• CommentTimeJul 9th 2018
     
    Holes are definitely drilled downwards from the other side. Next door is flat-ish, the holes are purely to prevent their drive & garden getting soaked. If I were to block the holes, they'd have only an inch or so before it would drain into one of their storm drains.
  2.  
    IMO if the drive is impermeable then under the rules they would be responsible for the drive run off and any issues from that drive run off. On the other hand if the wall causes local problems where the holes were drilled then the owner of the wall would have a liability. (Does their gutter water also end up on the drive?)

    It sounds to me, from the brief description so far, that a french drain on the neighbours side would be the best solution as this would also protect the wall as well and remove any problems of the holes getting blocking up. And you could argue that such a french drain should have been installed when the drive was built up.

    It is a good case for neighbourly cooperation to get a problem fixed but I'm not so sure that your neighbour will be keen to put his hand in his pocket to solve a liability caused by his built up drive, but they might let the drain be on their side if that proves to be the best place.

    Back to who own the wall and was it built before the drive?
  3.  
    I'd just continue with Plan A and fit the french drain. Doing anything else will just create bad feeling with the neighbour and as this work was carried out prior to you buying the house, I don't think there is much you can do anyway. We have a french drain around the periphery of our home and it's amazing at shifting water, so it you get it fitted correctly and have it run off into a main sewer, soakaway or alternative then that should be the end of the problem.
    • CommentAuthorCWatters
    • CommentTimeJul 9th 2018
     
    +1

    One option might be to connect the French drain to the gravel surrounding your foul drains or other service trenches that go off site.
    • CommentAuthormikrt
    • CommentTimeJul 9th 2018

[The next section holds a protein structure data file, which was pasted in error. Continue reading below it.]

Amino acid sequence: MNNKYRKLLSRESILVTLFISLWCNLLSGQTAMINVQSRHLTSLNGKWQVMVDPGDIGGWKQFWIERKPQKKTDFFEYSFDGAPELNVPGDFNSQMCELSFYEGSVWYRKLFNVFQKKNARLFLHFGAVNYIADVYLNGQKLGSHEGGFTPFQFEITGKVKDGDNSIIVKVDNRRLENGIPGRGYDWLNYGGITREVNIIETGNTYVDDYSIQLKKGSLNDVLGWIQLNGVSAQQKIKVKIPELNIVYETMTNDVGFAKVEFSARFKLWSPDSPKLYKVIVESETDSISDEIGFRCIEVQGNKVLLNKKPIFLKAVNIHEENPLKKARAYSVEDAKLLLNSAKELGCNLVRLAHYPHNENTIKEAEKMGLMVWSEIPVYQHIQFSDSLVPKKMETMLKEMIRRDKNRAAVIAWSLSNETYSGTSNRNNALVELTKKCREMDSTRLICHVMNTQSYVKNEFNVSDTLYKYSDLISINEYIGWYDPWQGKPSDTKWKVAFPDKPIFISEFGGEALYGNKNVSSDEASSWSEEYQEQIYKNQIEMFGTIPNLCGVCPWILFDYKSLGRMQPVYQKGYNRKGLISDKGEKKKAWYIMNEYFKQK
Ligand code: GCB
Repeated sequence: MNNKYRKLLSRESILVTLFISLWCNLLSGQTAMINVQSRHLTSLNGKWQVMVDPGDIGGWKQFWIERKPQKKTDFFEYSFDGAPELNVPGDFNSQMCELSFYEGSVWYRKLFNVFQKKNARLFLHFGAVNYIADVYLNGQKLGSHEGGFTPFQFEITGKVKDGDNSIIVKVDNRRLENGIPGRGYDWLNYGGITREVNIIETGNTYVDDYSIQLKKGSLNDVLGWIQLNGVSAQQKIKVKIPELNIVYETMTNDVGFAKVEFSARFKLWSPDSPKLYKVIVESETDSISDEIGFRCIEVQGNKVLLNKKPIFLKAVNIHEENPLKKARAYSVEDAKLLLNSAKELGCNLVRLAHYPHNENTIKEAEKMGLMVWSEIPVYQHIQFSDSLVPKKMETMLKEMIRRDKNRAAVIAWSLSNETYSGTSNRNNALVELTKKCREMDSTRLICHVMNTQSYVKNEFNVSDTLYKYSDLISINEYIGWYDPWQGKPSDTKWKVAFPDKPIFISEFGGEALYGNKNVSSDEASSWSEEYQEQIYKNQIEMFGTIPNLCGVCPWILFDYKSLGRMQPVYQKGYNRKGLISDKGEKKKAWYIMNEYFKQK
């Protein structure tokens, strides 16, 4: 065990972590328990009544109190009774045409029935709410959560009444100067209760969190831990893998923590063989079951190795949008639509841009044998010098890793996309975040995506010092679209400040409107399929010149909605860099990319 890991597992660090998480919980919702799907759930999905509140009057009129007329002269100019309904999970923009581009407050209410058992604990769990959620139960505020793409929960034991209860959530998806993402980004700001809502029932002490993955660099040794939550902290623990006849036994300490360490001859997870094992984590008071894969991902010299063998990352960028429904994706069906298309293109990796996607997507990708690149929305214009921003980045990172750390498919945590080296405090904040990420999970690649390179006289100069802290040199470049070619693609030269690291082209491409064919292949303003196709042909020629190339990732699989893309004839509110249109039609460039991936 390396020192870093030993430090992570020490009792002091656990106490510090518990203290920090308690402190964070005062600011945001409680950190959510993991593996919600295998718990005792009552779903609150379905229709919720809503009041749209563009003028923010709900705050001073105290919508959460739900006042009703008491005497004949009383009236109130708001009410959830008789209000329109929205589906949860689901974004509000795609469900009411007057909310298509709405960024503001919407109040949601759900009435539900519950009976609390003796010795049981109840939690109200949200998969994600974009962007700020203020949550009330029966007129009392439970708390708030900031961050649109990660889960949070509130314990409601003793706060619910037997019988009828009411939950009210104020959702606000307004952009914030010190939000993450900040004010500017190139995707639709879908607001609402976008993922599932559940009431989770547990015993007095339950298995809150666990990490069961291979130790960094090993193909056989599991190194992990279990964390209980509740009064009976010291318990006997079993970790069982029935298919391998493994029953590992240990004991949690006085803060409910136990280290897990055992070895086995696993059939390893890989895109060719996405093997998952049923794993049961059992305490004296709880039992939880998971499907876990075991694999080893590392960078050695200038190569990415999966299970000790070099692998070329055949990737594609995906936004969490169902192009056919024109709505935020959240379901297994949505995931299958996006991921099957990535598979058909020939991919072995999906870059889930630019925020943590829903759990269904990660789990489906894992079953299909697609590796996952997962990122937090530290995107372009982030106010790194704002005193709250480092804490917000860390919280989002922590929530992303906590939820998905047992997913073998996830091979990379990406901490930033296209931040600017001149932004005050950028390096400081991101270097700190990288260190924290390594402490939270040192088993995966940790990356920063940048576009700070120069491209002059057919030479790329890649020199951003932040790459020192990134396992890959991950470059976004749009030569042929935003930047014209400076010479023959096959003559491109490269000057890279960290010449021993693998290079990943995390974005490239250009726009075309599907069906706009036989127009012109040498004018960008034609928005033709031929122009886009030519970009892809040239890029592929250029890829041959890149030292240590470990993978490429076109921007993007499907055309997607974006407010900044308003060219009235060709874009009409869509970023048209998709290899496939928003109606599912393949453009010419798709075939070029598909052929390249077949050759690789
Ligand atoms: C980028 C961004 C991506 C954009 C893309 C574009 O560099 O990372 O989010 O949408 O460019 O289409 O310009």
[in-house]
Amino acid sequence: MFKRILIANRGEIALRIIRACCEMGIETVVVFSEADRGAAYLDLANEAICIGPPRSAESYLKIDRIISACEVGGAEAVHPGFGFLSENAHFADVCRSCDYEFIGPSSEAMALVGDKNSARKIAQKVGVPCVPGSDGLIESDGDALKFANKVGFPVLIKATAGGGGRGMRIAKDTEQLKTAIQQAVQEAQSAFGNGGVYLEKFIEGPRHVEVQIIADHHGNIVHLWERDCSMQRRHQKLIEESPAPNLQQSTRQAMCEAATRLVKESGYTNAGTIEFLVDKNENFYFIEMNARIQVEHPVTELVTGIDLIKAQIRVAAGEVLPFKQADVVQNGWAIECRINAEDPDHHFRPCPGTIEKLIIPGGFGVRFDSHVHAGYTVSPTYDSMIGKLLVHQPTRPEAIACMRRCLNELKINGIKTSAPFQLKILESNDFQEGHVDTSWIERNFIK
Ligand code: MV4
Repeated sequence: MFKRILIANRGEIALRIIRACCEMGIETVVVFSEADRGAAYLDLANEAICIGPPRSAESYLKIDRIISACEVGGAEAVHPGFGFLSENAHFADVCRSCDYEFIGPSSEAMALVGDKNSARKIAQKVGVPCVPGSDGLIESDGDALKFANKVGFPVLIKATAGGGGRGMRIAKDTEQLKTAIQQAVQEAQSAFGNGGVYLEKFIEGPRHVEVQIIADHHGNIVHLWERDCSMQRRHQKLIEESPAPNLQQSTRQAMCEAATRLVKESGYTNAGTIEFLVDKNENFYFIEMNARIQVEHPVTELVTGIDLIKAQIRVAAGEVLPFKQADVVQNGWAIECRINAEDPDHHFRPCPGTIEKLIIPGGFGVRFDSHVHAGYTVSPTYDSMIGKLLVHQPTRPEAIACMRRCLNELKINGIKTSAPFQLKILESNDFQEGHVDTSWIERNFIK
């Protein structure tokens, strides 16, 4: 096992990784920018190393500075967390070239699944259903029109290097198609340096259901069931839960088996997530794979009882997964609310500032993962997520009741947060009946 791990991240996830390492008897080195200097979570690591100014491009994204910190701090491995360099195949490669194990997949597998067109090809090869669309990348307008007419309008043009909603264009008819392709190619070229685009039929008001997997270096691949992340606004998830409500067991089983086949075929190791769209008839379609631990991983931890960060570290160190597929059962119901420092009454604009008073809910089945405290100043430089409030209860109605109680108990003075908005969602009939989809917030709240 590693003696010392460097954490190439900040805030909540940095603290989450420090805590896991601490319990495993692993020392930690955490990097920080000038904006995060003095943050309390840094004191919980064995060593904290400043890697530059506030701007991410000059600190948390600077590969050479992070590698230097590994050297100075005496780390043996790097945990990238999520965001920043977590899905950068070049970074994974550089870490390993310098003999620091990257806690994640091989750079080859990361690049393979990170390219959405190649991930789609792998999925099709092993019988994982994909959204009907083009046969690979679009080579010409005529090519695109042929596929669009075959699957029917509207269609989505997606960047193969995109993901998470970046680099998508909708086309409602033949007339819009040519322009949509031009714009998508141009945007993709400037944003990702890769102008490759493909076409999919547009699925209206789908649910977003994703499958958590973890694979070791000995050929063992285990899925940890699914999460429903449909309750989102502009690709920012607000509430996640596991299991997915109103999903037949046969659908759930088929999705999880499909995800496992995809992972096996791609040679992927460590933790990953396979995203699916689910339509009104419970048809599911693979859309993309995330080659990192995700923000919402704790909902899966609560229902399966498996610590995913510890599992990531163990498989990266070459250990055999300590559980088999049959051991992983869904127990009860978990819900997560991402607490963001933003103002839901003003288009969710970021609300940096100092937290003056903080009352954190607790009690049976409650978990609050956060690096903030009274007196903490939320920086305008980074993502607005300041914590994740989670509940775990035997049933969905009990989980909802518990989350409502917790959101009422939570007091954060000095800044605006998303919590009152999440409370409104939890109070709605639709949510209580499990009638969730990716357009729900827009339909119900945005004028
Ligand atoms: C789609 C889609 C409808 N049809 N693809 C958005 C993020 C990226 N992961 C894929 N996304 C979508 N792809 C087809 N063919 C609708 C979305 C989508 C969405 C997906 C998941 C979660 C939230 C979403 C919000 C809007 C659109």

What I'm seriously considering, is having a chat with said neighbours and letting them know I'm considering plugging the holes. I will offer to put a French drain on my side if they'd pay towards the cost. And then see how it goes.
    A French drain their side is a non starter as it's tarmac up to the wall. They could pay to divert into the storm drain (where their gutters run into) but that would be expensive for them and a lot of hassle.
  4.  
    I doubt the neighbour would pay towards a french drain on your property, the drainage problem is currently yours not theirs. They fixed their drainage issue by simply drilling holes. Job done.

    An option would be to fill the holes and then place a raised bed next to the wall to hide the fact you've filled the holes. By the time we get a large amount of rain, your beds will have been established and you could claim you didn't know about the holes, that they are probably blocked by the raised bed soil and that you're not removing your new beds just because he has a problem with his drainage. Even if the neighbour re-drills the holes when you're out for the day (which he will), the soil in the raised bed will hold back the water and keep most of it on his property where it came from.

    However, If you let him know that you know about the holes, then you can't really do the above without causing even more bad feeling. It's one thing to "inadvertently" flood his driveway with your raised beds (and to then stick to your guns and insist you're not removing part of your garden for his drainage) than to tell him you're going to flood his garden by blocking his drainage and then proceed to do so. As I said, all he will do is re-drill them and the cycle of tit-for-tat begins with a possible TV appearance on Nightmare Neighbours to look forward to.
    • CommentAuthorowlman
    • CommentTimeJul 10th 2018
     
    @ mikrt

    As djh mentioned initially, surely you need to find out who's wall it is before you do anything. If yours was a building plot, i.e. not previously built on the chances are that your neighbours or their predecessors built the wall. Although that may not be an indication of current ownership. Title deeds do change, my neighbours removed an existing old wall (mine) and rebuilt one wall of their new garage in exactly the same place. So now AFAIK that new wall is mine.
  5.  
    Posted By: owlmanchances are that your neighbours or their predecessors built the wall.

    But on whose land is the wall built. over here as said above it's easy to get a boundary measured within less than 5cm, but I'm not sure about the UK
    • CommentAuthorowlman
    • CommentTimeJul 10th 2018
     
    My title deeds show measurements and arrows around the boundaries, as normal I think, to what degree of accuracy, I don't know either. I seem to remember reading somewhere that boundary disputes are one of the most common of neighbourly disputes, you'd think we'd have it sorted by now.